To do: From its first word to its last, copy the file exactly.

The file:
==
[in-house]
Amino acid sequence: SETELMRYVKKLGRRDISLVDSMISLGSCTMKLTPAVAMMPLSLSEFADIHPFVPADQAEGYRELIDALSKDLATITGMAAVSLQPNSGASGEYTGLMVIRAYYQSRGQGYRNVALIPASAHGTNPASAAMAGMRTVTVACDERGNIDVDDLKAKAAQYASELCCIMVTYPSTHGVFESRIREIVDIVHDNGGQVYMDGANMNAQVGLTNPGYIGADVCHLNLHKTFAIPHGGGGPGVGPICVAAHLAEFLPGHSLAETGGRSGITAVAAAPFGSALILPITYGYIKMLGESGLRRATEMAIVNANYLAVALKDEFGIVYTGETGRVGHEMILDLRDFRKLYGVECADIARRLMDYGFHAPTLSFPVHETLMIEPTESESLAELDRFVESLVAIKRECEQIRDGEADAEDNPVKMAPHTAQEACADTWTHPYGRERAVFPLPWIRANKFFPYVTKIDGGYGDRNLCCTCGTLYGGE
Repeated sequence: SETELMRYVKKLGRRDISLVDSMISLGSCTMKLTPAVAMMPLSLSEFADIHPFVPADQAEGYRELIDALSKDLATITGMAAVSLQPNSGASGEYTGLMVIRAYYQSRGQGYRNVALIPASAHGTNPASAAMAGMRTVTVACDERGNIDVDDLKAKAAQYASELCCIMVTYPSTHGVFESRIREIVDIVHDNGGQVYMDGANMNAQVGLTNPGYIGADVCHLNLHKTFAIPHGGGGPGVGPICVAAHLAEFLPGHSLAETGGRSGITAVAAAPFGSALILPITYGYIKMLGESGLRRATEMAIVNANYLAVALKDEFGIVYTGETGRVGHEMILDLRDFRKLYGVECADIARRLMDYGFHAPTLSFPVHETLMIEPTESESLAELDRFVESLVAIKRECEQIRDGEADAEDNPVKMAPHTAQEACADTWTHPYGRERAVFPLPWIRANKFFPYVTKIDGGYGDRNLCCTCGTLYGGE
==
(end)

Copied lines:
[in-house]
Amino acid sequence: SETELMRYVKKLGRRDISLVDSMISLGSCTMKLTPAVAMMPLSLSEFADIHPFVPADQAEGYRELIDALSKDLATITGMAAVSLQPNSGASGEYTGLMVIRAYYQSRGQGYRNVALIPASAHGTNPASAAMAGMRTVTVACDERGNIDVDDLKAKAAQYASELCCIMVTYPSTHGVFESRIREIVDIVHDNGGQVYMDGANMNAQVGLTNPGYIGADVCHLNLHKTFAIPHGGGGPGVGPICVAAHLAEFLPGHSLAETGGRSGITAVAAAPFGSALILPITYGYIKMLGESGLRRATEMAIVNANYLAVALKDEFGIVYTGETGRVGHEMILDLRDFRKLYGVECADIARRLMDYGFHAPTLSFPVHETLMIEPTESESLAELDRFVESLVAIKRECEQIRDGEADAEDNPVKMAPHTAQEACADTWTHPYGRERAVFPLPWIRANKFFPYVTKIDGGYGDRNLCCTCGTLYGGE
Repeated sequence: SETELMRYVKKLGRRDISLVDSMISLGSCTMKLTPAVAMMPLSLSEFADIHPFVPADQAEGYRELIDALSKDLATITGMAAVSLQPNSGASGEYTGLMVIRAYYQSRGQGYRNVALIPASAHGTNPASAAMAGMRTVTVACDERGNIDVDDLKAKAAQYASELCCIMVTYPSTHGVFESRIREIVDIVHDNGGQVYMDGANMNAQVGLTNPGYIGADVCHLNLHKTFAIPHGGGGPGVGPICVAAHLAEFLPGHSLAETGGRSGITAVAAAPFGSALILPITYGYIKMLGESGLRRATEMAIVNANYLAVALKDEFGIVYTGETGRVGHEMILDLRDFRKLYGVECADIARRLMDYGFHAPTLSFPVHETLMIEPTESESLAELDRFVESLVAIKRECEQIRDGEADAEDNPVKMAPHTAQEACADTWTHPYGRERAVFPLPWIRANKFFPYVTKIDGGYGDRNLCCTCGTLYGGE